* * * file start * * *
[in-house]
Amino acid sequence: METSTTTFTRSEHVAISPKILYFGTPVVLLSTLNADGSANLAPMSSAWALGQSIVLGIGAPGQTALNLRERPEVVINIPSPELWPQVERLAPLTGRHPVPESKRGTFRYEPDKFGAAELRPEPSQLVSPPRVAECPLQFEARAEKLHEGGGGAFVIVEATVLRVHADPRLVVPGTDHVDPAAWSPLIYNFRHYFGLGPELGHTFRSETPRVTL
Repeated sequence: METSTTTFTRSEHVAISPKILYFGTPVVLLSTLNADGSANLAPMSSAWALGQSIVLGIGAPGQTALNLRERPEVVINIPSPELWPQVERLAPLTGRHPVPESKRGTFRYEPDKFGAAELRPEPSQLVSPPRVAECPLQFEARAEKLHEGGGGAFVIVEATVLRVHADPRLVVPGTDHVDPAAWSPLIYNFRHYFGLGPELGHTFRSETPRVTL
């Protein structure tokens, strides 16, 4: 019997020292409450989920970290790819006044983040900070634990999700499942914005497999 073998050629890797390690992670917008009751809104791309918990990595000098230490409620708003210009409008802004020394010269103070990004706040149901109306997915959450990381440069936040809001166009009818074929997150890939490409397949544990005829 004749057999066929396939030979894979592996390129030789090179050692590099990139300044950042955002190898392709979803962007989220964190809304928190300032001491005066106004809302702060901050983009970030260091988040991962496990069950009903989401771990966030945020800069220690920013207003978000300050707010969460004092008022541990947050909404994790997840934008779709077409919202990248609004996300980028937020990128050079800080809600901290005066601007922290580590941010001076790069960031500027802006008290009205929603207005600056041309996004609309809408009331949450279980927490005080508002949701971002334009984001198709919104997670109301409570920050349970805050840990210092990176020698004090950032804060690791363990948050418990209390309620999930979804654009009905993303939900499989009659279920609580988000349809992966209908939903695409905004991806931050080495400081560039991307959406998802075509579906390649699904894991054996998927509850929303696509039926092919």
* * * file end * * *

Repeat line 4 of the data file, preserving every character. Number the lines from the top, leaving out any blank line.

């Protein structure tokens, strides 16, 4: 019997020292409450989920970290790819006044983040900070634990999700499942914005497999 073998050629890797390690992670917008009751809104791309918990990595000098230490409620708003210009409008802004020394010269103070990004706040149901109306997915959450990381440069936040809001166009009818074929997150890939490409397949544990005829 004749057999066929396939030979894979592996390129030789090179050692590099990139300044950042955002190898392709979803962007989220964190809304928190300032001491005066106004809302702060901050983009970030260091988040991962496990069950009903989401771990966030945020800069220690920013207003978000300050707010969460004092008022541990947050909404994790997840934008779709077409919202990248609004996300980028937020990128050079800080809600901290005066601007922290580590941010001076790069960031500027802006008290009205929603207005600056041309996004609309809408009331949450279980927490005080508002949701971002334009984001198709919104997670109301409570920050349970805050840990210092990176020698004090950032804060690791363990948050418990209390309620999930979804654009009905993303939900499989009659279920609580988000349809992966209908939903695409905004991806931050080495400081560039991307959406998802075509579906390649699904894991054996998927509850929303696509039926092919």